Just to the north of here, on her trek to warn the British of the impending American invasion, Laura Secord made a stop in St. Davids to see her brother Charles Ingersoll. She intended to ask him to take over her mission to deliver her warning – but he was ill and unable to travel. Laura had to decide what to do – continue on, or stop now. She made the decision to continue on. And she asked her niece Elizabeth to walk with her. And so the two women left St. Davids.
As Laura left St. David's, she passed by one of the largest Neutral Indian Burial Ground in Ontario, less than 500 metres south of here.
Barbara Worthy tells us about it in this audio vignette.
Comment on page from Ontario's Historical Plaques (http://ontarioplaques.com/Plaques/Plaque_Niagara22.html ):
"This cairn was dedicated on October 5, 1934, predating the first blue and gold provincial historical marker by some 22 years. On two of its four faces, historical text was carved in stone. On its south face (with the Native American arrowhead represented as a pinnacle pointing left) was carved:
"200 y'ds n east of this point stood STAMFORD COTTAGE the home of Sir Peregrine Maitland, Lieut. Governor of Upper Canada. Property was purchased 1822. Gov. Maitland retired 1828."
On its north face, the text reads:
"200 y'ds n west of the highest point was situated the largest INDIAN OSSUARY yet discovered in the province. First discovered about 1820. Bones and sand removed 1908."
Decades later, the Archaeological and Historic Sites Board--forerunner of the Ontario Heritage Trust--erected a blue plaque on the cairn, covering the stone text to Stamford Cottage. The above black and white photo appears to have been taken at its unveiling ceremony, but the Trust appears to have no record of it. The photo is undated, but cannot be prior to May 1965, when the provincial flag shown in the photo was adopted. A photo dated 1987 shows this plaque on the cairn, but by 1989, when another photo was taken, it was gone, revealing the original Stamford Cottage text once again.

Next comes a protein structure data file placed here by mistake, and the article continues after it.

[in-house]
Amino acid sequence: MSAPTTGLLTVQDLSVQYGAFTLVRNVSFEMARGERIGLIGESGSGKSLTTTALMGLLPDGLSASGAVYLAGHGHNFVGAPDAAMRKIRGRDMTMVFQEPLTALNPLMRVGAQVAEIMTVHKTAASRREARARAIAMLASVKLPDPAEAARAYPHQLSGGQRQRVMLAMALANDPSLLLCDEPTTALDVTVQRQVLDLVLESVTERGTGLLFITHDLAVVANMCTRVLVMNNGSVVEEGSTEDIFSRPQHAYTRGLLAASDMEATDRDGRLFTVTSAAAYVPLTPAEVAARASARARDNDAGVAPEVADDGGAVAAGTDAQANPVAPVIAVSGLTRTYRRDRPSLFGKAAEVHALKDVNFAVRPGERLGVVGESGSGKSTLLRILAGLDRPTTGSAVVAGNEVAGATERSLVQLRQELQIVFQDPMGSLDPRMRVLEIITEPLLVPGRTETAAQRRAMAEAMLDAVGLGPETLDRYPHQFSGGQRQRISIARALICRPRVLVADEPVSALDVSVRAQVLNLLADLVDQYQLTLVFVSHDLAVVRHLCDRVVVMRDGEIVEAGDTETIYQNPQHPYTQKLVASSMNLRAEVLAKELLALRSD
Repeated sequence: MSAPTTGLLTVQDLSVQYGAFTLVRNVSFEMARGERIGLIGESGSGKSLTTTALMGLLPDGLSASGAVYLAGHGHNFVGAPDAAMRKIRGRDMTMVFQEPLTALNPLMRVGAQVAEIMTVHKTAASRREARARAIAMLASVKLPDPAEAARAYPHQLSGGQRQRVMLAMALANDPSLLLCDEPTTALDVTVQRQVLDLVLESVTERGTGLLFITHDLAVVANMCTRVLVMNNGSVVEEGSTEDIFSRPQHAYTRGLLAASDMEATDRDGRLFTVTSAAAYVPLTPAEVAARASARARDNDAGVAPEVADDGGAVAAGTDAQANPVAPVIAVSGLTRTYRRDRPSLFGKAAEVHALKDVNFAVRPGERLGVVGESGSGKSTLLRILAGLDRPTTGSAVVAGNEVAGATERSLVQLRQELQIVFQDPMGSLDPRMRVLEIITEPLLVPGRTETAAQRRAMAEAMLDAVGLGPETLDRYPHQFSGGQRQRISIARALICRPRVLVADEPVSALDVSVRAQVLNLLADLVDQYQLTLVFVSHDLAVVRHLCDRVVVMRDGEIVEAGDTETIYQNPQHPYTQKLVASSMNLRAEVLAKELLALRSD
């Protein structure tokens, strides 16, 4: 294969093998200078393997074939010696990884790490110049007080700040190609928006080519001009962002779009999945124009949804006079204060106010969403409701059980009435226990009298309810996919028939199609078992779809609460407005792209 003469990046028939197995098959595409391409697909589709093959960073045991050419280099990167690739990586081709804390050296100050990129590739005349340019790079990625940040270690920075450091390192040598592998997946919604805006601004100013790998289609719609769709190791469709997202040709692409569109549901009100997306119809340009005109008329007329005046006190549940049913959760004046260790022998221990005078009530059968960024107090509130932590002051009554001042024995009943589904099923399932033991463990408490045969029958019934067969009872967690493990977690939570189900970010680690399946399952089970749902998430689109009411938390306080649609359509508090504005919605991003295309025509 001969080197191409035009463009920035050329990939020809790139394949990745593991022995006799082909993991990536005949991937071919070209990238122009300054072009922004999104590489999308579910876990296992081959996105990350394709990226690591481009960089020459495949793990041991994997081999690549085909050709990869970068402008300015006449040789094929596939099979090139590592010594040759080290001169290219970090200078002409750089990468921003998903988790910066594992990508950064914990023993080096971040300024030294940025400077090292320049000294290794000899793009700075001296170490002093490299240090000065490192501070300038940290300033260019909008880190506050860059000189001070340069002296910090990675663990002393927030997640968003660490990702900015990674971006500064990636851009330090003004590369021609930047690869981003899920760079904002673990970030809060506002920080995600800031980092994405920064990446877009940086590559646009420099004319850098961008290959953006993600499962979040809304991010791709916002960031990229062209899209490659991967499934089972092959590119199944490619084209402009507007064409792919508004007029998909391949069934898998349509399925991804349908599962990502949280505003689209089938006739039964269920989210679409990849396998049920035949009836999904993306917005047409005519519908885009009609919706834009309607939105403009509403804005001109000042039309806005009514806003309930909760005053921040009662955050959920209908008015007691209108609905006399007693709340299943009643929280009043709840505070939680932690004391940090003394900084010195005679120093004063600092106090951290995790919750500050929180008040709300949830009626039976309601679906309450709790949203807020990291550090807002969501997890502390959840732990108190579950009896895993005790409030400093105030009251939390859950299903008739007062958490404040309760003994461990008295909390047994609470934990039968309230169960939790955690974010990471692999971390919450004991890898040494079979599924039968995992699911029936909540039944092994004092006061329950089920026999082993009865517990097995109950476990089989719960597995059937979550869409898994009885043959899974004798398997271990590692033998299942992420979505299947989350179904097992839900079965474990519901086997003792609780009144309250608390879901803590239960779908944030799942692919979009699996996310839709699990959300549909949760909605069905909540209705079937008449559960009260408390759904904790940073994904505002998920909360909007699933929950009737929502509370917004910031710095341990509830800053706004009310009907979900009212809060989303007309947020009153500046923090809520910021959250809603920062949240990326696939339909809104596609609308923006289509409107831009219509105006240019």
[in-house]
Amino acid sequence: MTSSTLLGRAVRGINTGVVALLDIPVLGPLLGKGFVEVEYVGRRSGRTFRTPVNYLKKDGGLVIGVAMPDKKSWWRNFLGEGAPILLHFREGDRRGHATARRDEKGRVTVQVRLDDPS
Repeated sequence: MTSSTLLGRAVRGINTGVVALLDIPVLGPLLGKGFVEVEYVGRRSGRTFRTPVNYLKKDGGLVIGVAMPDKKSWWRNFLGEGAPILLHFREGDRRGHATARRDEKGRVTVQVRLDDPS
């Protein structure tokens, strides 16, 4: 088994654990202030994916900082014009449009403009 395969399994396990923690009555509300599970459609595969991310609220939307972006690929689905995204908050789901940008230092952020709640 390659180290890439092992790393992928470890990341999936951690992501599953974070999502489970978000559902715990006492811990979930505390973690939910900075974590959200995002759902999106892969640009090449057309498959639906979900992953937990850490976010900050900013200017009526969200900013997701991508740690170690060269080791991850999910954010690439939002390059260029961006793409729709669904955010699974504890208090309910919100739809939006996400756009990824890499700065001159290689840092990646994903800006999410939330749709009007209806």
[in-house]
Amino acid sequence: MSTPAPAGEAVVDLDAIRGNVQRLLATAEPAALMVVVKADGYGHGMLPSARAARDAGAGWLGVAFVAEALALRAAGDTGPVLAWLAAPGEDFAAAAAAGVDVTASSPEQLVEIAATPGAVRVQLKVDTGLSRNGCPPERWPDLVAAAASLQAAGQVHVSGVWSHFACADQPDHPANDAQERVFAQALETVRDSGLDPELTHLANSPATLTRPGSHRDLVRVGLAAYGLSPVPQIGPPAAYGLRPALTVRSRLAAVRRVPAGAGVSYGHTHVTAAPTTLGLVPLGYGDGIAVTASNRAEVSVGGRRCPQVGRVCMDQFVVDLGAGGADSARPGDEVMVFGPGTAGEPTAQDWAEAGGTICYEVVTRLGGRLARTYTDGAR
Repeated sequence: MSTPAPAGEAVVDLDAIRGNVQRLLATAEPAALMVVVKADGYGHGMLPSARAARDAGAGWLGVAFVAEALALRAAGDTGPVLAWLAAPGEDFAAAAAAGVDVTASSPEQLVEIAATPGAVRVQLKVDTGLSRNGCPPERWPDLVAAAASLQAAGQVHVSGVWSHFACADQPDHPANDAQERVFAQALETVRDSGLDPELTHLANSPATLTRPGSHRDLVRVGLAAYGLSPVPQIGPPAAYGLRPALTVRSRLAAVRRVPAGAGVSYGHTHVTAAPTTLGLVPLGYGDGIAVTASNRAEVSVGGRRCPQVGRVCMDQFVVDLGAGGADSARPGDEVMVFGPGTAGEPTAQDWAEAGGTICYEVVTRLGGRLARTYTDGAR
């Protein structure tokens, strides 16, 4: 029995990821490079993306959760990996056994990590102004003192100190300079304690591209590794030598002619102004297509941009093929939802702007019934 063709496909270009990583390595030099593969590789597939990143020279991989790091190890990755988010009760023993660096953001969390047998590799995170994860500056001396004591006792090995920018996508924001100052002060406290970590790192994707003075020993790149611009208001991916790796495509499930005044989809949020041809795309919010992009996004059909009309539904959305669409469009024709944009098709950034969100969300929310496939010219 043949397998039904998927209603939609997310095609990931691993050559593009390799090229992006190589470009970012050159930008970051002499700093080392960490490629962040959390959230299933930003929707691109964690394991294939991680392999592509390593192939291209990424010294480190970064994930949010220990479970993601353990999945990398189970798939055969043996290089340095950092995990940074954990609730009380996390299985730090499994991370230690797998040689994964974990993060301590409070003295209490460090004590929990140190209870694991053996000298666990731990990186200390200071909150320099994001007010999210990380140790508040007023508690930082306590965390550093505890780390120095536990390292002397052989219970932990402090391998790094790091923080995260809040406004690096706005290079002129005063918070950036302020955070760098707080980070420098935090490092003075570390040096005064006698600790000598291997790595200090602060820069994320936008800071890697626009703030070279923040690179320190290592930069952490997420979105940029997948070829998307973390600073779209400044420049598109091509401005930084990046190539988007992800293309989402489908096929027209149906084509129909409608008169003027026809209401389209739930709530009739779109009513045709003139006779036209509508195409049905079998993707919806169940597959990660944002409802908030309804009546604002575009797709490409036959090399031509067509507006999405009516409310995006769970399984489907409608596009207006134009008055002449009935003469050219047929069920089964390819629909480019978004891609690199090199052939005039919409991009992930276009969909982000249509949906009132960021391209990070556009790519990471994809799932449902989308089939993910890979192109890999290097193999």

That carving is severely eroded and difficult to read, while the ossuary text remains legible. To help visitors appreciate it, the City of Niagara Falls erected a double-sided plaque next to the cairn. It modifies the stone texts, and changes the date of the ossuary's discovery. It reads:
"200 yards north east of this point stood "STAMFORD COTTAGE" later known as "STAMFORD PARK" the home of Sir Peregrine Maitland, Lieutenant Governor of Upper Canada from 1818 to 1828. The property was purchased in 1822 and consisted of a 'cottage' and gate house. The 22 room 'cottage' was destroyed by fire in 1828."
"200 yards north west of the highest point was situated the largest Indian Ossuary yet discovered in the Province. First discovered in 1828. Bones and sand removed in 1908."
There is evidence the cairn was moved from its original location when the surrounding subdivision was developed, but its exact original location requires further research. This would skew the distance references of 1934.
In any case, it's a worthy stop to visit this monumental relic of historical interpretation. Even contemporary federal cairns did not reach the height of this one. A lingering question: Who built it?"